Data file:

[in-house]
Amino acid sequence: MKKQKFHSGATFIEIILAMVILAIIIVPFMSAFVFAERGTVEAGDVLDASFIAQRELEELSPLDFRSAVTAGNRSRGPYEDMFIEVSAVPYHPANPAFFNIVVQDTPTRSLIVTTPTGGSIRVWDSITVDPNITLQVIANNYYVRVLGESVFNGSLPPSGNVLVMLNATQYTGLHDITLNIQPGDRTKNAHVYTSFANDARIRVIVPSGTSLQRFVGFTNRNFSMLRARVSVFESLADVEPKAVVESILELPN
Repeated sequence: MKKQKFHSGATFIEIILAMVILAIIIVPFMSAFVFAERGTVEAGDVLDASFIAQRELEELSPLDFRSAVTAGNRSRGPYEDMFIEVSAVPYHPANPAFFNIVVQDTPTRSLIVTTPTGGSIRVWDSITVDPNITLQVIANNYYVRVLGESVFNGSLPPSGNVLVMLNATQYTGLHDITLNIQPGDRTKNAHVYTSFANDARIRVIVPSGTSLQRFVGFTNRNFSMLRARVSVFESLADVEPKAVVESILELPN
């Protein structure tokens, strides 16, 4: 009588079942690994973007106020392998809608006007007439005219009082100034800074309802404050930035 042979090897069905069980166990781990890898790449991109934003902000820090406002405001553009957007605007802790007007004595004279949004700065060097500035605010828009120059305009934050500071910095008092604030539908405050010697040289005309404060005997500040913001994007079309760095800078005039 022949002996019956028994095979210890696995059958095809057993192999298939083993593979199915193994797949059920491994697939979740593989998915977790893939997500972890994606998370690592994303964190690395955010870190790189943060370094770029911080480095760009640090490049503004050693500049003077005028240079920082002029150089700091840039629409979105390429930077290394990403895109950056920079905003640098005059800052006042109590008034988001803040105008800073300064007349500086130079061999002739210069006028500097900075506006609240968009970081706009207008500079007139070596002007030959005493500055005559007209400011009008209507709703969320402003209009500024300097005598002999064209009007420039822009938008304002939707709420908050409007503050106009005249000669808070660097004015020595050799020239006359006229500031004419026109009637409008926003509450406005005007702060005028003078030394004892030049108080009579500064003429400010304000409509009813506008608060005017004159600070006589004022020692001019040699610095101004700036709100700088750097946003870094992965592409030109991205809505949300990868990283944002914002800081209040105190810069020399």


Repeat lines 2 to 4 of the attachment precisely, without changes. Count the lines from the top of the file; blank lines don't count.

Amino acid sequence: MKKQKFHSGATFIEIILAMVILAIIIVPFMSAFVFAERGTVEAGDVLDASFIAQRELEELSPLDFRSAVTAGNRSRGPYEDMFIEVSAVPYHPANPAFFNIVVQDTPTRSLIVTTPTGGSIRVWDSITVDPNITLQVIANNYYVRVLGESVFNGSLPPSGNVLVMLNATQYTGLHDITLNIQPGDRTKNAHVYTSFANDARIRVIVPSGTSLQRFVGFTNRNFSMLRARVSVFESLADVEPKAVVESILELPN
Repeated sequence: MKKQKFHSGATFIEIILAMVILAIIIVPFMSAFVFAERGTVEAGDVLDASFIAQRELEELSPLDFRSAVTAGNRSRGPYEDMFIEVSAVPYHPANPAFFNIVVQDTPTRSLIVTTPTGGSIRVWDSITVDPNITLQVIANNYYVRVLGESVFNGSLPPSGNVLVMLNATQYTGLHDITLNIQPGDRTKNAHVYTSFANDARIRVIVPSGTSLQRFVGFTNRNFSMLRARVSVFESLADVEPKAVVESILELPN
């Protein structure tokens, strides 16, 4: 009588079942690994973007106020392998809608006007007439005219009082100034800074309802404050930035 042979090897069905069980166990781990890898790449991109934003902000820090406002405001553009957007605007802790007007004595004279949004700065060097500035605010828009120059305009934050500071910095008092604030539908405050010697040289005309404060005997500040913001994007079309760095800078005039 022949002996019956028994095979210890696995059958095809057993192999298939083993593979199915193994797949059920491994697939979740593989998915977790893939997500972890994606998370690592994303964190690395955010870190790189943060370094770029911080480095760009640090490049503004050693500049003077005028240079920082002029150089700091840039629409979105390429930077290394990403895109950056920079905003640098005059800052006042109590008034988001803040105008800073300064007349500086130079061999002739210069006028500097900075506006609240968009970081706009207008500079007139070596002007030959005493500055005559007209400011009008209507709703969320402003209009500024300097005598002999064209009007420039822009938008304002939707709420908050409007503050106009005249000669808070660097004015020595050799020239006359006229500031004419026109009637409008926003509450406005005007702060005028003078030394004892030049108080009579500064003429400010304000409509009813506008608060005017004159600070006589004022020692001019040699610095101004700036709100700088750097946003870094992965592409030109991205809505949300990868990283944002914002800081209040105190810069020399």